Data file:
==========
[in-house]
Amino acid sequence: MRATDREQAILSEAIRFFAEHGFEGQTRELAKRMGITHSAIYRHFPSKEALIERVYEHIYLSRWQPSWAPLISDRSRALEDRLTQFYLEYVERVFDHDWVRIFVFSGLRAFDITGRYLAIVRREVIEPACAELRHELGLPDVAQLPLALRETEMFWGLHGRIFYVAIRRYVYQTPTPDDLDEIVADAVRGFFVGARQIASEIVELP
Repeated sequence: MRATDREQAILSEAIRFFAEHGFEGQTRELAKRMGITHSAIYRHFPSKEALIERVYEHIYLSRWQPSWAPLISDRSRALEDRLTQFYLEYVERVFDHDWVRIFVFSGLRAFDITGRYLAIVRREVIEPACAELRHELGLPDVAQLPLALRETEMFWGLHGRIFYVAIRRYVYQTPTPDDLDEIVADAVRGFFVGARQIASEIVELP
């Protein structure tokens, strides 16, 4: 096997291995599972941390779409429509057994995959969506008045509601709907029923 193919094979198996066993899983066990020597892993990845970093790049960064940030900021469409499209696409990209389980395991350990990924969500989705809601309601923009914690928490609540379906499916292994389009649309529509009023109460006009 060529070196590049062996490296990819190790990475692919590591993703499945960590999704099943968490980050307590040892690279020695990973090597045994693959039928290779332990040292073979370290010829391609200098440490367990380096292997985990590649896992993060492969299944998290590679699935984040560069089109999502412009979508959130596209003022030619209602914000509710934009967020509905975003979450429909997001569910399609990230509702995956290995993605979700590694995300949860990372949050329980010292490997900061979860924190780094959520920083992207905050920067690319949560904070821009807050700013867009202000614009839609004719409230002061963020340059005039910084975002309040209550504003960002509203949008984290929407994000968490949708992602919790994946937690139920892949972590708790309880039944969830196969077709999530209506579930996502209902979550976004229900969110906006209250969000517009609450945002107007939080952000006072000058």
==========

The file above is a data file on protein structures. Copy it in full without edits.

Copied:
[in-house]
Amino acid sequence: MRATDREQAILSEAIRFFAEHGFEGQTRELAKRMGITHSAIYRHFPSKEALIERVYEHIYLSRWQPSWAPLISDRSRALEDRLTQFYLEYVERVFDHDWVRIFVFSGLRAFDITGRYLAIVRREVIEPACAELRHELGLPDVAQLPLALRETEMFWGLHGRIFYVAIRRYVYQTPTPDDLDEIVADAVRGFFVGARQIASEIVELP
Repeated sequence: MRATDREQAILSEAIRFFAEHGFEGQTRELAKRMGITHSAIYRHFPSKEALIERVYEHIYLSRWQPSWAPLISDRSRALEDRLTQFYLEYVERVFDHDWVRIFVFSGLRAFDITGRYLAIVRREVIEPACAELRHELGLPDVAQLPLALRETEMFWGLHGRIFYVAIRRYVYQTPTPDDLDEIVADAVRGFFVGARQIASEIVELP
């Protein structure tokens, strides 16, 4: 096997291995599972941390779409429509057994995959969506008045509601709907029923 193919094979198996066993899983066990020597892993990845970093790049960064940030900021469409499209696409990209389980395991350990990924969500989705809601309601923009914690928490609540379906499916292994389009649309529509009023109460006009 060529070196590049062996490296990819190790990475692919590591993703499945960590999704099943968490980050307590040892690279020695990973090597045994693959039928290779332990040292073979370290010829391609200098440490367990380096292997985990590649896992993060492969299944998290590679699935984040560069089109999502412009979508959130596209003022030619209602914000509710934009967020509905975003979450429909997001569910399609990230509702995956290995993605979700590694995300949860990372949050329980010292490997900061979860924190780094959520920083992207905050920067690319949560904070821009807050700013867009202000614009839609004719409230002061963020340059005039910084975002309040209550504003960002509203949008984290929407994000968490949708992602919790994946937690139920892949972590708790309880039944969830196969077709999530209506579930996502209902979550976004229900969110906006209250969000517009609450945002107007939080952000006072000058």